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Re: Mistreatment of Seismology Issues

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Dear All,

I just couldn't resist throwing my two cents in.  I may have come into
this string a little late, but here goes.  When determing the risk at
any site not only one fault is considered but all the faults with a
reasonable distance.  This called a probabolistic approach.

The acceleration (pga) at any site due to any fault is derived from
attenuation equations.  Ricter scale the measurment of energy
realeased after an earthquake is not even used to consider the energy
in an earthquake. Today they use a term which expresses energy
potential or Moment magnitude.  The moment magnitude scale is similar
to the richter scale magnitude but not exactly. The energy realease is
a funcrion of te length of fualt and the measured slip rate of the
fault.

The code level earthquake UBC is the earthquake that has 10% chance of
exceedance in 50 years.  This corresponds to an earthquake that occurs
about every 475 years from any adjacent fault.  What this means that
if you consider that all fualts have quakes everyday, and there are
many low magnitude quakes, but rarely high magnitude quakes. The PGA
at this site corresponds to the highest possible PGA in a 475 year
period with 90 % certainty.  There is a 10% chance that a higher PGA
might occur one for example that might correspond to a 1200 year event. 

Areas in the San Fernando Valley may have PGA's of .55g or greater. 
When compared to Bakersfield you will see PGA's at .12g or San Deigo
at .25g.  All of the sites have been grouped into one seismic zone 4.
However the mathematical risk is much less in San diego than
Northridge or Chatsworth.

Structural Engineers still design with forces.  We apply a spectrum of
accelerations to our models to derive different forces but we are
still using forces.

Ken Tarlow


---Yank2002(--nospam--at)aol.com wrote:
>
> On 10-23-1998 Ted Smith of  California Department of Conservation
wrote:
> 
> > Richter magnitude doesn't tell you anything about distance to the
fault or
> > epicenter, subsurface conditions, or your structural design
parameters.
> > Thus, were someone to attempt a simple declaration that the
potential for a
> > 7.5 M earthquake is seismically unacceptable, you'd have to ask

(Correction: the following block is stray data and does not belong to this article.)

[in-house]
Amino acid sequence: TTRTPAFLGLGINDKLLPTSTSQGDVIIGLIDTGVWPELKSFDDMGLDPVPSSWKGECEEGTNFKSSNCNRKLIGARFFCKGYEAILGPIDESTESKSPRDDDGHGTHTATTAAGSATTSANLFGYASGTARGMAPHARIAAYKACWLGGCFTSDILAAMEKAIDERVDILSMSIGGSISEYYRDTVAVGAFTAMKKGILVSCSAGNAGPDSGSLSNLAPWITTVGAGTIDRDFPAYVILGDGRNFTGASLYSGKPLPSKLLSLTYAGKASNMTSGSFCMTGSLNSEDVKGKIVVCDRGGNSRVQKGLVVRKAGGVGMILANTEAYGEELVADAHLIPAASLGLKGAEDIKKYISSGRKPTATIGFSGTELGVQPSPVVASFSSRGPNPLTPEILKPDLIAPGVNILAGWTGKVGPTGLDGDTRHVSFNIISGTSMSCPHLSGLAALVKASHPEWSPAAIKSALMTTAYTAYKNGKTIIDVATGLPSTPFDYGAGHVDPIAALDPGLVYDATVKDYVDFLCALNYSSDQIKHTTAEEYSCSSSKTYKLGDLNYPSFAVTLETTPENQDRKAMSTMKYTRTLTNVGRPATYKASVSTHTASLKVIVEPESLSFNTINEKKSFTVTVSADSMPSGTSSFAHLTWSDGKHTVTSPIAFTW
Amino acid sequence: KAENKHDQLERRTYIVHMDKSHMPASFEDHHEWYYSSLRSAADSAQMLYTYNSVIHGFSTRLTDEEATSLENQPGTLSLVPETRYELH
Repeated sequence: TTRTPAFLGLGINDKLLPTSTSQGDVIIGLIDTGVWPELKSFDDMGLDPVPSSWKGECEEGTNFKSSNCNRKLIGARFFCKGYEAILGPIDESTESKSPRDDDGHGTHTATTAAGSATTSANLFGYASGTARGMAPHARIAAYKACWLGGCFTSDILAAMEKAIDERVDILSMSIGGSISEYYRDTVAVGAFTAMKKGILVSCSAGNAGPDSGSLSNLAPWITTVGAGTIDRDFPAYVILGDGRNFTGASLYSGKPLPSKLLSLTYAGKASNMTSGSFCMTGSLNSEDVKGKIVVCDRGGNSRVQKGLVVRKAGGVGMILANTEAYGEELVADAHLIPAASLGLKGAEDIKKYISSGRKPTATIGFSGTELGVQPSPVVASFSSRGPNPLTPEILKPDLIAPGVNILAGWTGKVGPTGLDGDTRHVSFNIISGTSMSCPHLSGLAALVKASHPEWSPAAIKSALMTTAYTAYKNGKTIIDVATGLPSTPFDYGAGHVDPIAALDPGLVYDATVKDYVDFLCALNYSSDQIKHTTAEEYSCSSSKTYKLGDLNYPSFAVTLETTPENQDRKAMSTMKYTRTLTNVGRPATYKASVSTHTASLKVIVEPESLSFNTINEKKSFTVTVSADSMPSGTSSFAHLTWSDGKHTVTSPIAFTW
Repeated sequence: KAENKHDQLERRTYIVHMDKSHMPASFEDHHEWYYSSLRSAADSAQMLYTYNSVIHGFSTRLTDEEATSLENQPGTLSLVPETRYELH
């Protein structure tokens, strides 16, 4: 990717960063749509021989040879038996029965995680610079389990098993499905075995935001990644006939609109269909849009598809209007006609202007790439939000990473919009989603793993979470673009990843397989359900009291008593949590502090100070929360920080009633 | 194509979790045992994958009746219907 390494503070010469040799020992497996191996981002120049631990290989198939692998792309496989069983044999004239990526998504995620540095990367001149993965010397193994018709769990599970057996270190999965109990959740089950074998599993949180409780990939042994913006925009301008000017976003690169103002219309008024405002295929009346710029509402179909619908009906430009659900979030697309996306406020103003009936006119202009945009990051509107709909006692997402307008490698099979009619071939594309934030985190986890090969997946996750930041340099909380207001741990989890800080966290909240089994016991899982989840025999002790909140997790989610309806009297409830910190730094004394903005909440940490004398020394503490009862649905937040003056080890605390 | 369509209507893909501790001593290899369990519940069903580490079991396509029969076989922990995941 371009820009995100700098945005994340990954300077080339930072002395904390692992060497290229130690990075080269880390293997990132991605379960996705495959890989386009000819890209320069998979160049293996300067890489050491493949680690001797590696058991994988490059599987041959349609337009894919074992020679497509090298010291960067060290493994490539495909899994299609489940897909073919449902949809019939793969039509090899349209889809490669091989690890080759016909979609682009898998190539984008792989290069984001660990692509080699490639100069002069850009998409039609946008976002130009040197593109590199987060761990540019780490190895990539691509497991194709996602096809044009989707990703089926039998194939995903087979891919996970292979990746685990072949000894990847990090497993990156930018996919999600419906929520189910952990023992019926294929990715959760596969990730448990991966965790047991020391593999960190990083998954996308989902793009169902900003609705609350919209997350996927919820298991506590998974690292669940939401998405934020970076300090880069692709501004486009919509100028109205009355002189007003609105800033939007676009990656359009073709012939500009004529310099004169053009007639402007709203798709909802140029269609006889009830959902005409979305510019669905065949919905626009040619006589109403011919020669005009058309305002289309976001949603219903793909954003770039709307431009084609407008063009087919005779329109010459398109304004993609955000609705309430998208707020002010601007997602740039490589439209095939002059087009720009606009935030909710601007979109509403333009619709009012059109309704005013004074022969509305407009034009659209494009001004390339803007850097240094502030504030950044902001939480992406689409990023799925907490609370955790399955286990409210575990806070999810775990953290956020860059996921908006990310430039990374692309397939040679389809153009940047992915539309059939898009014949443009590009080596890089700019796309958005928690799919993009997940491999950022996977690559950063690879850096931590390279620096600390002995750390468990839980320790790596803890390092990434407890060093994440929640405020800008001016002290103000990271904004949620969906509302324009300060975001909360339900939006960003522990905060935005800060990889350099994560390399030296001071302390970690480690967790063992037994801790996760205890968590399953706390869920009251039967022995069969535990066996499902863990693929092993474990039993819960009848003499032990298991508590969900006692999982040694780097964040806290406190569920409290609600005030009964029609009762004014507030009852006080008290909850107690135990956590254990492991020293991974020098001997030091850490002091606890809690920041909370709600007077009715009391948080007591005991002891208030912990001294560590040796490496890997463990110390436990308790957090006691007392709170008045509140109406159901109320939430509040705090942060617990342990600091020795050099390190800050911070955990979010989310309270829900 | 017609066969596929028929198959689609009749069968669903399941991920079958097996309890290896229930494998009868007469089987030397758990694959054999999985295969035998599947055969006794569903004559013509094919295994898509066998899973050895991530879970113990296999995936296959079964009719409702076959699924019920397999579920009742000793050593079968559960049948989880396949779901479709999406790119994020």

"At what
> > distance, for what ground conditions, and for what type of
structure,
> > occupancy, and use?" This essentially is the reason that the state
codes
> > (Seismic Hazards Mapping Act, for example) use the term
"acceptable level of
> > risk" < 
> 
> To put it in a very simple way, Ted Smith says that there are four (4)
> parameters which must be considered to determine the seismicity
issues which
> should be taken into account for structures built in California. 
> 
> 1. distance from the fault or epicenter
> 2. subsurface conditions
> 3. structural design parameters (type of structure)
> 4. occupancy and use for the structure.
> 
> I am looking at the "Fault Activity Map of California and Adjacent
Areas"
> published in 1994 by the Department of Conservation, Division of
Mines and
> Geology, compiled by Charles W. Jennings. 
> 
> To begin with, from the de-facto seismology point of view,
California is
> divided into two parts. Part One: All areas of California west from
the San
> Andreas fault, and Part Two: The remaining areas of California east
from the
> San Andreas fault. The reason for this division is: about 95% of all
active or
> inactive seismic faults in California find themselves "west from the
San
> Andreas fault". The exceptions are: The Greater San Francisco Bay
Area East,
> White Wolf Fault, Garlock Fault, and numerous historically active
and inactive
> faults north-east from Yucaipa-Cabazon (near Riverside). 
> 
> The "Fault Activity Map of California" distinguishes the following
types
> (kinds) of faults:
> 
> 1. Late Quaternary Period / Historic; Years Before Present (YBP) = 200
>     Evidence of displacements during historic time exists
> 2. Late Quaternary / Holocene; YBP = 10,000
>     Evidence of displacements during this time exists
> 3. Late Quaternary / Pleistocene; YBP = 700,000
>     Evidence of displacements exists
> 4. Early Quatemary / Pleistocenel; YBP = 1,600,000
>     Evidence of faults within Sierra Nevada exists; but is not
restricted to
> Foothills fault system
> 5. Pre-Quaternary; YBP > 1,600,000
>     There is evidence of recognized displacements. Faults are not
necessarily
> inactive.
> 
> Looking at the "Fault Activity Map of California" with a magnifying
glass or
> without (the map is about 5'-6" ft tall and 4 ft wide), one can
clearly see
> that there is not one point on the surface of the "west of the San
Andreas
> part of California" that is located further than 10 miles away FROM
ANY MAP
> IDENTIFIED FAULT. It means that there is not one-100 square miles
(10 miles by
> 10 miles) land surface in "western" California which is "fault-free"
(immune
> to seismic faults, immune to a possibility of an earthquakes
occuring at any
> time, anywhere in "western" California). One does not have to have an
> overblown imagination to see "western" California as an irregularly
formed
> spider web consisting of hundreds of seismic faults stretching from
the
> Mexican border to Mendocino and beyond. All these faults can be
designated as
> "non-San-Andreas-faults". They can generate earthquakes of magnitude
about 6.6
> / 6.8 anywhere in "western" California. 
> 
> Just to make things more interesting, to the best of my recollection